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Securing Controller Actions in ASP.NET MVC for Multi-Tenant Applications

One of the cool things about using the MVC Framework is that you get clean RESTful urls e.g.

/Product/Edit/1

This is all well and good but when developing a multi-tenant application which uses a Shared datastore it is extremely important that your controller actions are secure in the sense that the Urls can’t be tampered with.

Believe it or not but this level of security is often neglected in a lot of projects or is at the least an afterthought.

You could implement in every controller action something like below:

        public ActionResult Edit(int id)
        {
            if (!catalogService.HasAccessToProduct(UserContext.UserId, id))
            {
                HttpContext.Response.Status = "401 Unauthorized";
                HttpContext.Response.StatusCode = 401;
                Response.End();
            }

            var product = catalogService.GetProductById(id);

            ViewData.Model = product; 

            return View();
        }

However this is very repetitive, likely to be forgotten and prone to logic errors.

With the flexibility of the MVC Framework you have the ability to create your own Action Filters. Here is an example of an Action Filter that inherits from the Authorize Attribute.

public class ProductAuthorizeAttribute : AuthorizeAttribute
   {
       private string routeDataKey = "id";

       public string RouteDataKey
       {
           get { return routeDataKey; }
           set { routeDataKey = value; }
       }

       public override void OnAuthorization(AuthorizationContext filterContext)
       {
           var userContext = UserIdentity.GetCurrent() as IUserContext;
           var productId = 0;

           if (!filterContext.RouteData.Values.ContainsKey(RouteDataKey))
           {
               throw new ApplicationException("RouteDataKey " + RouteDataKey +
                                              " does not exist in the current RouteData");
           }

           int.TryParse(filterContext.RouteData.Values[RouteDataKey].ToString(), out productId);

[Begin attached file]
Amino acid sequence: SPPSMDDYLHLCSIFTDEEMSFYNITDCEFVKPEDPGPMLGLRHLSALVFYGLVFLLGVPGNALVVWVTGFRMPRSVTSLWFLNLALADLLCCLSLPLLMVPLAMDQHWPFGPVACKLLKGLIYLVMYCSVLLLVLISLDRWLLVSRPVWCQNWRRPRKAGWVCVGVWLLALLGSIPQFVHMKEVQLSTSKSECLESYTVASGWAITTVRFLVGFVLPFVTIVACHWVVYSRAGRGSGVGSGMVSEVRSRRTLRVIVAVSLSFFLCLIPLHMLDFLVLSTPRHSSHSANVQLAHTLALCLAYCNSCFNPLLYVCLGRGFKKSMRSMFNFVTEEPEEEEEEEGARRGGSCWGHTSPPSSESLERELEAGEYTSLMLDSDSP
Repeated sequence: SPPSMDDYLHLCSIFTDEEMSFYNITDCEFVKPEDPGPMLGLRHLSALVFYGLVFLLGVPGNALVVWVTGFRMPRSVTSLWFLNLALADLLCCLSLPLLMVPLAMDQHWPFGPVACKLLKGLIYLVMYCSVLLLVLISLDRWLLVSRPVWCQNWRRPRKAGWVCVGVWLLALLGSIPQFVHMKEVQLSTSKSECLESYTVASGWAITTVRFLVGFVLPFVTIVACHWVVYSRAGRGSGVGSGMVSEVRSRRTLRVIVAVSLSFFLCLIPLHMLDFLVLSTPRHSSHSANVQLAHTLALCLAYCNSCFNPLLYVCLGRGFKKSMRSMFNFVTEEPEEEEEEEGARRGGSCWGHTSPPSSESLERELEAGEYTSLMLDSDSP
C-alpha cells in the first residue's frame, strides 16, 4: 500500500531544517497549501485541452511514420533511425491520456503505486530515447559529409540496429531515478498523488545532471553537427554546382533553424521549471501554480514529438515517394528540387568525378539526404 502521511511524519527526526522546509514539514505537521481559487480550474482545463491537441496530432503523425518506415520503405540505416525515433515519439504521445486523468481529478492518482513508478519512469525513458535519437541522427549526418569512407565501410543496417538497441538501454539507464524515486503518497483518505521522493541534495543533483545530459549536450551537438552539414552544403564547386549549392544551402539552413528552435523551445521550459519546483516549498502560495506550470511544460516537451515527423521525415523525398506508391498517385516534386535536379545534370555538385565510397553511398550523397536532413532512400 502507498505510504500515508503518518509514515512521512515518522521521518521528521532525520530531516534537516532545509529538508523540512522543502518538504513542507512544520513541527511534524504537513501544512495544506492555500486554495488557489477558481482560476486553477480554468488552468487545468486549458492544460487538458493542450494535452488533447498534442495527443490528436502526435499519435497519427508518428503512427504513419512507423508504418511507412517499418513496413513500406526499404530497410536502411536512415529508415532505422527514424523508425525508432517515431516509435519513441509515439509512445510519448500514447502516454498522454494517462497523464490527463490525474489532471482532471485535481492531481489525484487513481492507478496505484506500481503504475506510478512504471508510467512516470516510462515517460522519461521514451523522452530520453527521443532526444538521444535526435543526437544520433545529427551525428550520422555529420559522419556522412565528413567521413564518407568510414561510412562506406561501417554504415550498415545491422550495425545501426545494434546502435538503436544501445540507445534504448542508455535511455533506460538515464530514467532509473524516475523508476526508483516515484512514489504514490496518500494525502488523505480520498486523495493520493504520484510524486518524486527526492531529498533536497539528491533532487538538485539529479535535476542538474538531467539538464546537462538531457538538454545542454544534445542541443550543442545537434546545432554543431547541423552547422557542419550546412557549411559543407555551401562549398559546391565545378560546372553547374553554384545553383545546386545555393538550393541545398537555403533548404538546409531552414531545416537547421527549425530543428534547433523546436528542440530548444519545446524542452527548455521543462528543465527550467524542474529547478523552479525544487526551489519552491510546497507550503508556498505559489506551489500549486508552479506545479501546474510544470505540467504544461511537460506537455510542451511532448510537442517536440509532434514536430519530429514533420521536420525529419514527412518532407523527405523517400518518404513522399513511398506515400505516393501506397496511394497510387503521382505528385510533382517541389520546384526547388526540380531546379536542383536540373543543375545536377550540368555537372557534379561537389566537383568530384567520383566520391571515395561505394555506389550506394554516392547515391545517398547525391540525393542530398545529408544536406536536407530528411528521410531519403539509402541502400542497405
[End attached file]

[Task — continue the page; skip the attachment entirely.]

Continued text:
if (productId > 0)
           {
               CheckAccess(productId, filterContext, userContext);
           }
       }

       private static void CheckAccess(int productId, 
           AuthorizationContext context, 
           IUserContext userContext)
       {
           var entityPermissionService = ServiceLocator.Resolve<IEntityPermissionService>();

           var hasAccess = entityPermissionService.HasAccessToProduct(userContext.UserId, productId);

           if (hasAccess) return;

           context.HttpContext.Response.Status = "401 Unauthorized";
           context.HttpContext.Response.StatusCode = 401;
           context.HttpContext.Response.End();
       }
   }

 

Then your Controller action looks like this. Much cleaner. 

        [ProductAuthorizeAttribute(RouteDataKey="id")]
        public ActionResult Edit(int id)
        {
            var product = catalogService.GetProductById(id);

            ViewData.Model = product; 

            return View();
        }

The great thing about this approach is that you can implement this at any time without changing any code other than adding the Attribute to the relevant Controller Actions.

Comments

  1. I am glad that I saw this post. It is informative blog for us and we need this type of blog thanks for share this blog, Keep posting such instructional blogs and I am looking forward for your future posts.
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